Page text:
Tucker, a seventh-round pick in the 2012 draft, has generally posted strong numbers during his rise through the Houston system. He reached the majors in 2015, hitting for enough power (including 13 home runs in 323 plate appearances) to produce at just over the league-average rate despite carrying only a .297 on-base percentage. But Tucker struggled badly in the following season and has not been back to the big leagues since.
In 2017, playing exclusively at Triple-A, Tucker posted a .250/.333/.465 batting line with 24 home runs over 569 plate appearances. On the promising side, he boosted his walk rate to a career-best 11.4% and struck out just 17.9% of the time. But his overall output was not much better than the mean in the hitter-friendly PCL. Tucker’s .263 batting average on balls in play no doubt had an impact, though he has typically generated a low BABIP.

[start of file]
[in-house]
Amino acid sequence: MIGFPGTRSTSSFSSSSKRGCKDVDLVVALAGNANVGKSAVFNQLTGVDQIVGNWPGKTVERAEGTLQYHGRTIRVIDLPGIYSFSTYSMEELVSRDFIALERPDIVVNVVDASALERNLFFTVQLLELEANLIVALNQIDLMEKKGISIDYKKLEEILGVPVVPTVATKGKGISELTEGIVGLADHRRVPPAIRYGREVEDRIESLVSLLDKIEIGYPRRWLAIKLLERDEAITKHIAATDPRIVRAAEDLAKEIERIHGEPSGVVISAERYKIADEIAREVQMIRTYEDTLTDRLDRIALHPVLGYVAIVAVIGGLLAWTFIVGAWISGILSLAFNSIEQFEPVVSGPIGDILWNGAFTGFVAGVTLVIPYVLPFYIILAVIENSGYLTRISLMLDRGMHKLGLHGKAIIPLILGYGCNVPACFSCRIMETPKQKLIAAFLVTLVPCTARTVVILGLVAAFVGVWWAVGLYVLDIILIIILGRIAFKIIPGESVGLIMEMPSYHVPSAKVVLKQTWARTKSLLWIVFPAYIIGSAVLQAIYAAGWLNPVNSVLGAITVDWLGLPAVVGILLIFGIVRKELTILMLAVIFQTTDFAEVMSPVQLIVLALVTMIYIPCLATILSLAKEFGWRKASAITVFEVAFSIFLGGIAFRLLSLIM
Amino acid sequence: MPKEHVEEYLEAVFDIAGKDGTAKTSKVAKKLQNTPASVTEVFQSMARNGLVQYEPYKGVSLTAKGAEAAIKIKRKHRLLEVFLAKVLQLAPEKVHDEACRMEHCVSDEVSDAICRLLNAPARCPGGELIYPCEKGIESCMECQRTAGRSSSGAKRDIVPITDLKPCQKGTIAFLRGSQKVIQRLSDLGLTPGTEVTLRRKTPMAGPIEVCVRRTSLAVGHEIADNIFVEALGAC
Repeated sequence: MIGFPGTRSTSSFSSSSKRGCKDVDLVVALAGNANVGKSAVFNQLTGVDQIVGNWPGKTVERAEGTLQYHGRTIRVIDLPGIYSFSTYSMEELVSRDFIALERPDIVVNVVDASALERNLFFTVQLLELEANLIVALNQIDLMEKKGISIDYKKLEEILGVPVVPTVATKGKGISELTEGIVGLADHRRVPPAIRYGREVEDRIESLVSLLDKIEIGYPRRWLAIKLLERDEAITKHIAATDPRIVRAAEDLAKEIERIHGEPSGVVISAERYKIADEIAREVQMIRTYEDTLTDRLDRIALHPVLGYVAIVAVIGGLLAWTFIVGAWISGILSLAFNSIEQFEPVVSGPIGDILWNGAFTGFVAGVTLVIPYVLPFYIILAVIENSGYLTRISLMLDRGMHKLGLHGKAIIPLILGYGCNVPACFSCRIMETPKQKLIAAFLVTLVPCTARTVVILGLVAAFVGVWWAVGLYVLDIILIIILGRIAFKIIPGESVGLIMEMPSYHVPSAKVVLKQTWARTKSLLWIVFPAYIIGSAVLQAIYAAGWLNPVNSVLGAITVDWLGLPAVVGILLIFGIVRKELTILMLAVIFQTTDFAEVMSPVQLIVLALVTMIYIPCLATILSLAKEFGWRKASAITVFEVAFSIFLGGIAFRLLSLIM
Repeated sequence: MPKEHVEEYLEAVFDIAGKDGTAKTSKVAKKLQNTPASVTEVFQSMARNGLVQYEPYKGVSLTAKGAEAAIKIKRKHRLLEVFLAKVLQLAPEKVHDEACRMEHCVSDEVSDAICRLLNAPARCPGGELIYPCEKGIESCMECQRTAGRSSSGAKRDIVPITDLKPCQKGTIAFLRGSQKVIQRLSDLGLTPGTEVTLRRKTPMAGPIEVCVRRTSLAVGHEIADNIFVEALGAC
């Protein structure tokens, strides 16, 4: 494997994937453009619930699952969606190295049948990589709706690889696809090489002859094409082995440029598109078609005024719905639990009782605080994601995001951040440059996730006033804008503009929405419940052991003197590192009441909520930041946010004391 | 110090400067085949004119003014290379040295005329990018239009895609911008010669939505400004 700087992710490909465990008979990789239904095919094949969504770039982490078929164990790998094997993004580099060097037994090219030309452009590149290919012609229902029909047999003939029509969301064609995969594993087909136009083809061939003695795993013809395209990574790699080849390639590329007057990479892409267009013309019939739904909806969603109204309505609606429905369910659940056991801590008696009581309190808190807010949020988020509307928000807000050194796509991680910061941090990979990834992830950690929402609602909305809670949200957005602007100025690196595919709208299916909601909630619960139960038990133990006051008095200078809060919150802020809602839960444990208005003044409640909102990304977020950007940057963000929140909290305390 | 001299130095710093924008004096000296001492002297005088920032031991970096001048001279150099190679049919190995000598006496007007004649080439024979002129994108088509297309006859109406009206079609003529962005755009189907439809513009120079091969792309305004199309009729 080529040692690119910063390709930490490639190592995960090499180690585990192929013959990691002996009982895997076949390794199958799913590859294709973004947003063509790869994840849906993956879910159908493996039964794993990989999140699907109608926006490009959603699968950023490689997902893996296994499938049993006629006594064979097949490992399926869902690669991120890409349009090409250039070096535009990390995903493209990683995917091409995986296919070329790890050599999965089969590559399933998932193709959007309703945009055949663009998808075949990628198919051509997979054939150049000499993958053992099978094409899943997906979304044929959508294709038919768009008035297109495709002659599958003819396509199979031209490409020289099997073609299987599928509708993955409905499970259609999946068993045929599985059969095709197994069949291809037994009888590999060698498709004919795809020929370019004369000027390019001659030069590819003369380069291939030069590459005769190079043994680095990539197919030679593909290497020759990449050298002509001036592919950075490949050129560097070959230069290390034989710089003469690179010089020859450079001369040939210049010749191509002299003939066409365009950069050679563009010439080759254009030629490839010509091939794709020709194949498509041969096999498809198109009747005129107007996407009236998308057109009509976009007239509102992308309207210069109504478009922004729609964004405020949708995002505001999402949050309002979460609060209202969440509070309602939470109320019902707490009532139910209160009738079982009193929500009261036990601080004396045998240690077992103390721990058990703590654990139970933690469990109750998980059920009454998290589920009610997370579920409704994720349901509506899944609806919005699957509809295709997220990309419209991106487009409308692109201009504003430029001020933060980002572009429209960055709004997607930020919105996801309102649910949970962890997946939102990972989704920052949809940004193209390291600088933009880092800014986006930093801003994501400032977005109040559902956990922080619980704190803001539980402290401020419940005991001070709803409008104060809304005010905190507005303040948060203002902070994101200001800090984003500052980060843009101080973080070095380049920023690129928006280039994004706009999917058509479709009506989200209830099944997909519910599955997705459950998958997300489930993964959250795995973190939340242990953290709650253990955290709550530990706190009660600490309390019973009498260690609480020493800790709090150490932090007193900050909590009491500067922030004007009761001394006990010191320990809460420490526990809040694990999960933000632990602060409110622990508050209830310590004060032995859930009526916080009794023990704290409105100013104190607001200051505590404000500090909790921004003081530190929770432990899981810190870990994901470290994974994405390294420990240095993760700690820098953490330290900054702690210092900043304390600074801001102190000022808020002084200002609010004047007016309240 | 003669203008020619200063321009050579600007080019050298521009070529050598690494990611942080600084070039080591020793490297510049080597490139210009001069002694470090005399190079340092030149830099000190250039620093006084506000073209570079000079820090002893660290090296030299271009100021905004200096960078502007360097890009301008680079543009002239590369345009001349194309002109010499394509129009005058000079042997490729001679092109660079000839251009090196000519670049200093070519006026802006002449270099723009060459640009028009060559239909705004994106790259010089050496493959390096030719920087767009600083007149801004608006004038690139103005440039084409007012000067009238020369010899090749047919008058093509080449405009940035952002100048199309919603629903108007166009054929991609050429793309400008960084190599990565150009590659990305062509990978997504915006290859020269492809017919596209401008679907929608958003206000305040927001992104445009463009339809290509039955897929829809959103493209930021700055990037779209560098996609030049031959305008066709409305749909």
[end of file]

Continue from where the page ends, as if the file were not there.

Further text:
All told, it seems reasonable to expect that another organization will be glad to risk a 40-man spot on Tucker, who has one more option year remaining. His younger brother, Kyle Tucker, remains in the Astros system and is considered one of the team’s top prospects.